The Unbelievable Inhumanity of Solitary Confinement - And Punishment for as Little as Reading a Book

The cells are the size of a parking space. In the corner is a toilet and a open steel shower stall that emits water for 15-minute periods three times a week. Through a small slot in one wall, guards slide trays of food for breakfast, lunch and dinner--if they feel like it. Sometimes the food comes covered in hair. Other days the food doesn’t come at all. The cell remains locked for 23 hours a day. During the final hour, a door slides open, allowing one to walk into a smaller outdoor kennel enclosed by concrete walls or metal grates. The pen is too small to do anything except pace back and forth, stare at the sky and listen to the din of other caged men railing against their confinement.

These cages are the homes of nearly 4,500 men across the state of New York who are currently living in solitary confinement. About half live in these isolation cells alone, deprived of human contact for months, if not years, on end. The other half live doubled-up in these parking space-sized cells with another man. They watch each other eat, sleep, defecate, shower and slowly lose their minds. During their stay in solitary confinement, the men have no access to job training, education, regular mental care, or even basic human interactions. Perhaps most frighteningly--both to the public and to many of the inmates themselves--is that 2,000 of these men in solitary confinement are released directly from extreme isolation onto the streets of New York every single year.
The often invisible experience of those living in extreme isolation in the state’s prison system is revealed in a new study by the New York Civil Liberties Union. The report paints a damning picture of a cruel and expensive practice that is being phased out in other states even as it expands across New York State. 
“New York’s use of extreme isolation is arbitrary, inhumane and unsafe,” the report concluded after a year-long investigation that included interview with hundreds of inmates and their families, along with correctional officers who work in solitary confinement. 
The practice is theoretically intended to separate violent and dangerous inmates from the rest of the prison population. The New York Civil Liberties Union, however, uncovered that the majority of those in solitary confinement were given the punishment for nonviolent, low-level offenses. Nearly 90 percent of the men placed in solitary confinement between 2007 and 2011 were there for breaking one of the minor prison rules, such as having unauthorized books, disobeying an order or growing their mustaches too long (“an inmate shall not grow a beard or mustache over one inch in length”). Other documented infractions that led to solitary confinement included one man who had gambling chips in his cell and another who received 45 days for tattooing himself.
Extreme isolation has long been recognized as a punishment that inflicts irrevocable harm upon one’s mental state. When touring one of the nation’s first forays in isolation punishment at New York’s Auburn state prison in the early 1820s, Alexis de Tocqueville and Gustave De Beaumont wrote, “This absolute solitude, if nothing interrupt it, is beyond the strength of man ... it does not reform; it kills. The unfortunates upon whom this experiment was made, fell into a state of depression, so manifest, that their keepers were struck with it; their lives seemed in danger, if they remained longer in this situation.”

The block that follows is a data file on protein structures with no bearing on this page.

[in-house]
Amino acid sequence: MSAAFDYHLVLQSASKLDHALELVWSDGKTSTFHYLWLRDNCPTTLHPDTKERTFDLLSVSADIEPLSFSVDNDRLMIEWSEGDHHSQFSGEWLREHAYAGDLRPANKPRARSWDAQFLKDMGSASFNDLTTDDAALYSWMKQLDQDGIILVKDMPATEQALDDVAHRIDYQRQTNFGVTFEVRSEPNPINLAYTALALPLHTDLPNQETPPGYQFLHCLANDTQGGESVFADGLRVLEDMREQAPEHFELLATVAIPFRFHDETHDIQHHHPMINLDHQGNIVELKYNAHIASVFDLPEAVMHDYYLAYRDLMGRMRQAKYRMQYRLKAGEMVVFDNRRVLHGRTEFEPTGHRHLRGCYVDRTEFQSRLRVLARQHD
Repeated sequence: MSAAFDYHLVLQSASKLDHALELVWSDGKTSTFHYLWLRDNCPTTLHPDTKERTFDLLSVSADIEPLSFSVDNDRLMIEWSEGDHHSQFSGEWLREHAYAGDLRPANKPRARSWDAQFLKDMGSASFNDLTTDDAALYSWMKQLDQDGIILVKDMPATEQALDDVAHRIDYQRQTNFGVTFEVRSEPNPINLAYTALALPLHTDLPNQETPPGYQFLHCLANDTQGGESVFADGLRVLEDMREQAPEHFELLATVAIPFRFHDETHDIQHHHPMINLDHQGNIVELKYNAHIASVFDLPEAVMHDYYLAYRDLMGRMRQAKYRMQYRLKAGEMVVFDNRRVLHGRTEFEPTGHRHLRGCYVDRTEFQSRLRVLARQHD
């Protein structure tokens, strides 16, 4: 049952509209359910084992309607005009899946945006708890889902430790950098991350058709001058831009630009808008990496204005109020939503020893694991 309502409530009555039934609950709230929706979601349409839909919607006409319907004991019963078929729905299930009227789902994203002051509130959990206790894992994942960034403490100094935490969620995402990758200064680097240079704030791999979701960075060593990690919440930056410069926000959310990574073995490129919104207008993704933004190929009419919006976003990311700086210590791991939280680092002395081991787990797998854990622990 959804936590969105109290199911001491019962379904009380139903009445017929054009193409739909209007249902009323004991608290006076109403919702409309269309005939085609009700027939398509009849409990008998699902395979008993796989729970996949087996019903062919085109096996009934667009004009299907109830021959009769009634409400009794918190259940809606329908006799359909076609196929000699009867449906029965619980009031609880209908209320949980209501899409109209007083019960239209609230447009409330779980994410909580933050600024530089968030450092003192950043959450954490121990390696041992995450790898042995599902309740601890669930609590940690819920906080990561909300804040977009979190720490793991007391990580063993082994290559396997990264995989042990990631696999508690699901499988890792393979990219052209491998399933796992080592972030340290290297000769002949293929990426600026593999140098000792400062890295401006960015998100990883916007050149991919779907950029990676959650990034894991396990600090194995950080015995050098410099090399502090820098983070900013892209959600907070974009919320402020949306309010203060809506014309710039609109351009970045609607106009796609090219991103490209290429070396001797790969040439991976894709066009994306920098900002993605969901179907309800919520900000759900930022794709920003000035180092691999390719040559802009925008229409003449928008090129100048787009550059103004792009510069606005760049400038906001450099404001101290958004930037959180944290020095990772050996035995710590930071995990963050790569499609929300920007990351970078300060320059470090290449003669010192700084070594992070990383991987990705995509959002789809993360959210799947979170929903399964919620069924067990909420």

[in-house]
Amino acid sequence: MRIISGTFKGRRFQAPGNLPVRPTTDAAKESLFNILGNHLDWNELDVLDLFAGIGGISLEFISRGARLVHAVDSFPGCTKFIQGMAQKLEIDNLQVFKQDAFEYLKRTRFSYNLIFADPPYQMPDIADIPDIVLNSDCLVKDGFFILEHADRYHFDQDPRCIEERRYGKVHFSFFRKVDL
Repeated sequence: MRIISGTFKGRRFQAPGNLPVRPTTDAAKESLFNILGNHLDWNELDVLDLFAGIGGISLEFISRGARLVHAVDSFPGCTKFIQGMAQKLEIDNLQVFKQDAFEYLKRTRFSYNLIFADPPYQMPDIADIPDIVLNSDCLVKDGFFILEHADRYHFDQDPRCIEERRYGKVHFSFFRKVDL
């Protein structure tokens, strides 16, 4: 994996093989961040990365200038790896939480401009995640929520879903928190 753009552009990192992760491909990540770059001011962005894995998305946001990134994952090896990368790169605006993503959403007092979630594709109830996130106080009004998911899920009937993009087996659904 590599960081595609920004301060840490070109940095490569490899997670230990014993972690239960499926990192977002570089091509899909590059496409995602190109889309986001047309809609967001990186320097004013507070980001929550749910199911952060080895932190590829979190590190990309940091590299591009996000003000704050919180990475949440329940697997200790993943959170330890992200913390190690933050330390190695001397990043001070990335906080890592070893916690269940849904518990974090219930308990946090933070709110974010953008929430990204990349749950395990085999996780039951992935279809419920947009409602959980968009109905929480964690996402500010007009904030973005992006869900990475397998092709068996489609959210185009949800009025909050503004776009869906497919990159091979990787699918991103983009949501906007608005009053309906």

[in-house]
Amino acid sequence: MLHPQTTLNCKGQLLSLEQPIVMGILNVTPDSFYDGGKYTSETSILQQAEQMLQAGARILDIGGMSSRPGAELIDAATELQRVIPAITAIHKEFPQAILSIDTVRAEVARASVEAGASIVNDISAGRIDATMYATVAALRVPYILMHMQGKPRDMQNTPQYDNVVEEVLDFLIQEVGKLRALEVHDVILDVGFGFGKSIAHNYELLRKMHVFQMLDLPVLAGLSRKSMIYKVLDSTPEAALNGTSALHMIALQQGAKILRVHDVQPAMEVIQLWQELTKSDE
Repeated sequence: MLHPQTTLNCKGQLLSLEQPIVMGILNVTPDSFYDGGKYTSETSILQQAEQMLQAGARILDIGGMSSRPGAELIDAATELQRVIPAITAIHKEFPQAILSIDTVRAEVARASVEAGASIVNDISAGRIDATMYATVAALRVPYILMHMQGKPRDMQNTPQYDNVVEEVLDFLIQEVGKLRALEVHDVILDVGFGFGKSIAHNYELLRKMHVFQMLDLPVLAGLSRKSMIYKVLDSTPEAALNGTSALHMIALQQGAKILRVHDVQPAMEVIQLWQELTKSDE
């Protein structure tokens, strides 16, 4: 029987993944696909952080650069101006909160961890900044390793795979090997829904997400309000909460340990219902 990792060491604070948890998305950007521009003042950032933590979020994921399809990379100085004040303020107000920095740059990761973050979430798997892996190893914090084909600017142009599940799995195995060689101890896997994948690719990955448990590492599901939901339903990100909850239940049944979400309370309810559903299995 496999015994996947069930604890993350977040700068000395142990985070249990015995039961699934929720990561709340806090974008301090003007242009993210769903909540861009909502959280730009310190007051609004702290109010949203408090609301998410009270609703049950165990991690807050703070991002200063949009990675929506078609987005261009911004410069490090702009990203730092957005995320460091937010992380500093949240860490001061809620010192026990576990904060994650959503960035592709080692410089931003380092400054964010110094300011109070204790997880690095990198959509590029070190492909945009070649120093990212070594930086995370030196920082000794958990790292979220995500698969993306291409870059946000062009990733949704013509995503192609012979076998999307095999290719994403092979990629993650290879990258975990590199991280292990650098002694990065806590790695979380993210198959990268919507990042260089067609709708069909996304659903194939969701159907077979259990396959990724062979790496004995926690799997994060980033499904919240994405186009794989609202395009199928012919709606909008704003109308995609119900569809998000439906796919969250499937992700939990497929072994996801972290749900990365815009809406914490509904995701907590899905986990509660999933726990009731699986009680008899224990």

Nearly two centuries later, the practice is widespread across New York State. Between 2007-2011, the prison system meted out 75,000 solitary confinement stays that lasted an average of five months. The inmates subjected to this punishment report similar feelings of crushing depression, heat-pounding anxiety and claustrophobia and suicidal thoughts.
“[I’m] telling you now that I am a defeated man,” wrote one inmate in solitary confinement to his attorney. “The prison system has won. They broke me. I’m broken & defeated & all I want to do now is go to sleep. No pain, no insanity ... just blissful, eternal rest.” A few days after sending the letter, the man attempted to commit suicide. The practice is not uncommon inside the box--the colloquial name for the isolation pens. Instead of prompt psychological attention for the inmate, suicide attempts are often punished with additional time in the box.
Even those who work inside the solitary confinement system question the prevalence of its use.
“I’ll be the first to admit it--we overuse it,” said Brian Fischer, the commissioner of the NYS Department of Corrections and Community Supervision.
New York State spends hundreds of millions of dollars operating 5,000 solitary confinement beds spread across 39 prisons. There are two prisons devoted entirely to solitary confinement, which combined cost $76 million to operate each year. In total, New York State spends $60,000 per prisoner for a total annual expenditure of $2.7 billion on the state prison system.
Recently, other states have dramatically reduced the program after similar investigations and lawsuits by the Civil Liberties Union, saving the state millions of dollars and thousands of inmates from life inside the box. Mississippi, for example, transferred 85 percent of the solitary confinement inmates into the general prison population.
“When we started moving people to lower security levels, we found there was no increase in violence,” said Mississippi prison system Deputy Commissioner Emmitt Sparkman. So far, the downsizing of Mississippi's solitary confinement program has saved the state more than $5.6 million annually. 
Given the acute austerity cuts sweeping across New York State and the bloated size of its inhumane solitary confinement program, the only question that remains is: Will New York State be next? 

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